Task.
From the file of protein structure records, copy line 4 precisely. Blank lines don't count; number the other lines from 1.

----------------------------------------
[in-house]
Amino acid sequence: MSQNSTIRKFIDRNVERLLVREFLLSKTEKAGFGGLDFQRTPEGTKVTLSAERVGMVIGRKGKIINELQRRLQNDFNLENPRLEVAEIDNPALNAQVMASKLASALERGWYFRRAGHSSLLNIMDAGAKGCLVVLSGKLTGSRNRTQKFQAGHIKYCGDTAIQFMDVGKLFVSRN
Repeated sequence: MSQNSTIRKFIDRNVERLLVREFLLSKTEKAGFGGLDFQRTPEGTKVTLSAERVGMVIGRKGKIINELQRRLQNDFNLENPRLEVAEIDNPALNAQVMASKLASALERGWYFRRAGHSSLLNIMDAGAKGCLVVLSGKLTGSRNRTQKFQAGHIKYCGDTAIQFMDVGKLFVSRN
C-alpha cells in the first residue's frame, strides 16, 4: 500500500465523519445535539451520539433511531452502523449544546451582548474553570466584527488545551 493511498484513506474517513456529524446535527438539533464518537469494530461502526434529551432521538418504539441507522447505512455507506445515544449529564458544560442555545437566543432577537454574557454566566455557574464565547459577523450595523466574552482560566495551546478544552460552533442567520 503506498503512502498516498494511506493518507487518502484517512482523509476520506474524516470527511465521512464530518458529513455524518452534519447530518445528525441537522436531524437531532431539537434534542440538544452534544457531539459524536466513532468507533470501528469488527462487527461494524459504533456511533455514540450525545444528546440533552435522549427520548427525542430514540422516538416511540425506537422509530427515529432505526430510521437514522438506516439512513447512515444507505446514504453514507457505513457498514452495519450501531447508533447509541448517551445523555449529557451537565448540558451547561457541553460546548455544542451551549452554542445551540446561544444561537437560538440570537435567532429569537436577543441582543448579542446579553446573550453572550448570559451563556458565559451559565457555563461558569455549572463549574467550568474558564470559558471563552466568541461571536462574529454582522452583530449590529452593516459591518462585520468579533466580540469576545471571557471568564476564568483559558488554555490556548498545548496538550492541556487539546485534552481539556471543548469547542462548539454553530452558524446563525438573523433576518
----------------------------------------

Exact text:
C-alpha cells in the first residue's frame, strides 16, 4: 500500500465523519445535539451520539433511531452502523449544546451582548474553570466584527488545551 493511498484513506474517513456529524446535527438539533464518537469494530461502526434529551432521538418504539441507522447505512455507506445515544449529564458544560442555545437566543432577537454574557454566566455557574464565547459577523450595523466574552482560566495551546478544552460552533442567520 503506498503512502498516498494511506493518507487518502484517512482523509476520506474524516470527511465521512464530518458529513455524518452534519447530518445528525441537522436531524437531532431539537434534542440538544452534544457531539459524536466513532468507533470501528469488527462487527461494524459504533456511533455514540450525545444528546440533552435522549427520548427525542430514540422516538416511540425506537422509530427515529432505526430510521437514522438506516439512513447512515444507505446514504453514507457505513457498514452495519450501531447508533447509541448517551445523555449529557451537565448540558451547561457541553460546548455544542451551549452554542445551540446561544444561537437560538440570537435567532429569537436577543441582543448579542446579553446573550453572550448570559451563556458565559451559565457555563461558569455549572463549574467550568474558564470559558471563552466568541461571536462574529454582522452583530449590529452593516459591518462585520468579533466580540469576545471571557471568564476564568483559558488554555490556548498545548496538550492541556487539546485534552481539556471543548469547542462548539454553530452558524446563525438573523433576518